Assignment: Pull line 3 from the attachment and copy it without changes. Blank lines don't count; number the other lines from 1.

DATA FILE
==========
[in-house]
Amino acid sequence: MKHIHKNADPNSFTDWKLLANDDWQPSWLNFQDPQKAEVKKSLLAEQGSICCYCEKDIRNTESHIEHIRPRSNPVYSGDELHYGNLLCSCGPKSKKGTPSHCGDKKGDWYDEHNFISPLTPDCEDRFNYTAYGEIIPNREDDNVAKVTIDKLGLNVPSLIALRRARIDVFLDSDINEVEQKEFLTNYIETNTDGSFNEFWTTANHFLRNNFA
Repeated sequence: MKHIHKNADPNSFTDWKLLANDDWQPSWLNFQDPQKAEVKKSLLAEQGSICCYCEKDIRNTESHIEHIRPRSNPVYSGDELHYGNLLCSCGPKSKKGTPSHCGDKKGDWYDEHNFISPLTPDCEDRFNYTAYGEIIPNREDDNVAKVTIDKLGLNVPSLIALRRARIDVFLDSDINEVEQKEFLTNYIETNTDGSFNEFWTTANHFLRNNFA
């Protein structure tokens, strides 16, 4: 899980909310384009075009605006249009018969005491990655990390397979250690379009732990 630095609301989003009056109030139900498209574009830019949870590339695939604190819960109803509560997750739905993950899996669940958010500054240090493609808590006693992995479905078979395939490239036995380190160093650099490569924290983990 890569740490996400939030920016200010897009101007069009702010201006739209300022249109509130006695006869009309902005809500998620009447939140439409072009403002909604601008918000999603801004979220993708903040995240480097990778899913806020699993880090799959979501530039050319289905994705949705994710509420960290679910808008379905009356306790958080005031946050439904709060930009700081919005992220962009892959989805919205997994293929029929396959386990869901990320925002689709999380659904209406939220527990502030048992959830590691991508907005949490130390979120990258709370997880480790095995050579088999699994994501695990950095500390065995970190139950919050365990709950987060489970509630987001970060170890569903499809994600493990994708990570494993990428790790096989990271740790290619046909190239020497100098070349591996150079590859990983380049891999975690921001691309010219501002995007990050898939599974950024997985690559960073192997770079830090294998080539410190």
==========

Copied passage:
Repeated sequence: MKHIHKNADPNSFTDWKLLANDDWQPSWLNFQDPQKAEVKKSLLAEQGSICCYCEKDIRNTESHIEHIRPRSNPVYSGDELHYGNLLCSCGPKSKKGTPSHCGDKKGDWYDEHNFISPLTPDCEDRFNYTAYGEIIPNREDDNVAKVTIDKLGLNVPSLIALRRARIDVFLDSDINEVEQKEFLTNYIETNTDGSFNEFWTTANHFLRNNFA